The shuttle swooped down over the mountainous cadaver and sprinkled Maggots over the wound. Through the orange air they drizzled like dust and settled lightly over the funnel of pink tissue—white sprinkles in a shiny crater of flesh. A mile away, a meteor seared through the thin atmosphere and blasted a fast hole in the crackflake surface of the planet.
Illustration by Jert
A quiet hour passed. One of the little white specks grew two arms and two legs and suddenly it was a spaceman named Niles Farming. He pulled some climbing equipment out of a hidden pouch in his thick white environmental suit, and then rappled down into the wound. The steep face of the cliff was pink, turning brown in the steady glare of the white dwarf star DT-112-1. A warm smell of rotten wound-swamp laid claim to a twenty-kilometer radius, but Niles’ could only smell the plasticy cool air whistling up from the life-support systems of his bloated spacesuit.
One by one the other white dots sprung arms and legs and followed suit. In about an hour the wound-crater was bustling with refined activity: prospecting, drilling, sample collecting. Yet one of the little white dots remained armless and legless for a whole two hours before finally becoming a spaceman. This was Bill Pollbust and he was a lot smaller than anybody else in the wound. Frantic and fumbling with his freed limbs, he hammered his pikes into the pink tissue and then rappled down the walls of the wound, past dozens and dozens of other Maggots until he got to Niles, who was already nicely set up beside a cave of rotting muscle.
“Bill Pollbust reporting” squeaked Bill. “Sorry sir, I had trouble with the suit.”
Niles didn’t look up from his work. “Tell me again, Bill: how old are you?”
Inside the quiet dome of his helmet Niles winced. “I guess that’s where we’re at now, after the Kirby fiasco. You’re aware of the Kirby fiasco?”
“Everybody dead, sir. 52 Maggots in all. Some kind of mechanical error.”
“It’s dangerous what we do,” said Niles, still minding his work.
“We have no choice.”
Niles kept working but he smiled—this kid had the right attitude at least; he sounded like he understood as well as any adult: there was no real hope.
“I’ve been briefed on basic survey and sample collection,” said Bill.
“Get to work then. We haven’t a lot of time before the tissue is useless. Soon it’ll be too rancid.”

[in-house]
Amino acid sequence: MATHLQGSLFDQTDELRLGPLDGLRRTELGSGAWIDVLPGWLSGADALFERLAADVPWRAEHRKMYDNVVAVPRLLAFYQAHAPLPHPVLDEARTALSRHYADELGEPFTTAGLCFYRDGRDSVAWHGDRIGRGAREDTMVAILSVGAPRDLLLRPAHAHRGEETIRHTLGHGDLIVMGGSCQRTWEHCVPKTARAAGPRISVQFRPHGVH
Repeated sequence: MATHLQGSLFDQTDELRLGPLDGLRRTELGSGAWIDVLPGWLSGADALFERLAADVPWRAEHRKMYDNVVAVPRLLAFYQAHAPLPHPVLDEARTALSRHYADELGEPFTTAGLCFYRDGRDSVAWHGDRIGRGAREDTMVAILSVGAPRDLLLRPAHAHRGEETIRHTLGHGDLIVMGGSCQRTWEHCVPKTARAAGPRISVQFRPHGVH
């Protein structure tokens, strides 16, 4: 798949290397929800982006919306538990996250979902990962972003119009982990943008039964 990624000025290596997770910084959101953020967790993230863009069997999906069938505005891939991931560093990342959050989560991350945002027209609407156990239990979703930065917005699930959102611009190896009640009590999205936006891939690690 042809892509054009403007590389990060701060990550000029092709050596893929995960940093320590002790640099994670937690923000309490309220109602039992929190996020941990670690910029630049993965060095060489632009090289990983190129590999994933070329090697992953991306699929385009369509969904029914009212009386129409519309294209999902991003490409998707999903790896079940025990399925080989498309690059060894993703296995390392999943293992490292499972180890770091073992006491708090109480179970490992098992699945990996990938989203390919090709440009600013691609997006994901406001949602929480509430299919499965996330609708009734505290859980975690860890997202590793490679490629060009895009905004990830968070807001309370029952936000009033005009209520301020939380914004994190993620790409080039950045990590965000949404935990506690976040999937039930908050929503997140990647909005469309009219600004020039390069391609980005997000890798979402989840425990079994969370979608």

Bill fumbled his scanner from the pouch of his suit. He got to work collecting data from his little section of the brownish pink.
Niles pulled some instruments from his own pouch. He jabbed a metal prong into the tissue. “Did Kaplan explain the scenario?”
Bill kept working. “Yes. It was a lucky meteor strike. The Schmog had been galloping ‘cross the plain, wrong place at the wrong time he said.” He waited a moment for confirmation from Niles, didn’t get any, and continued, “Regularly the Maggot teams deal with surface wounds, incidental injuries on Schmogs dead from the liver bees or from starvation or old age. But the surface material isn’t as helpful. Usually contaminated and worthless even before the animal dies. A meteor strike. This is a special circumstance.”
In the great, great distance a female Schmog howled at the icy moon, Tolchin. Niles thought it sounded like someone moving a huge piece of metal furniture in the kitchen while you sat and read your paper. The Schmog was hungry and on the prowl. The cry resounded through miles of hard sand and then up through the island that was the meteor-dead Schmog. Niles felt it through his suit’s padding like a mild hum of electricity. He thought of his young apprentice and waited a moment before he spoke; he took a breath to steady his nerve, to find confidence in his voice. But the howl played again in his memory and sounded even closer. He tried to distract himself with thoughts of grass-smell he couldn’t have anymore, grassjuice-smell on Earth: mowing the lawn in his backyard, the July sun making heat plates of his shoulders, blue smoke pouting, his two sons with their goofy white sneakers, rolling their eyes as they volunteered to take the mower from him and take turns finishing the job. Finally Niles took a reading with his instrument and said matter-of-factly, “Muscle decomposing as we speak, quick. The atmosphere’s eating away at the flesh like rust. About as fast as it would for us, unprotected.” He tapped twice the glass of his massive white helmet. Doomp Doomp.
Bill had experienced the howl-rumble too, and now when he spoke there was a tremor in his high voice. His white bloated gloves jittered. “But not when it was alive; when it generated an enzyme to protect it from the toxins in the air. Now that it’s dead the process stops, it finally decomposes. If what’s left of our race is to survive in this world we have to know more about how the Schmog protects itself from the atmosphere.” With considerable effort Bill kept his hands steady enough to fill his first three sample jars and screw the lids.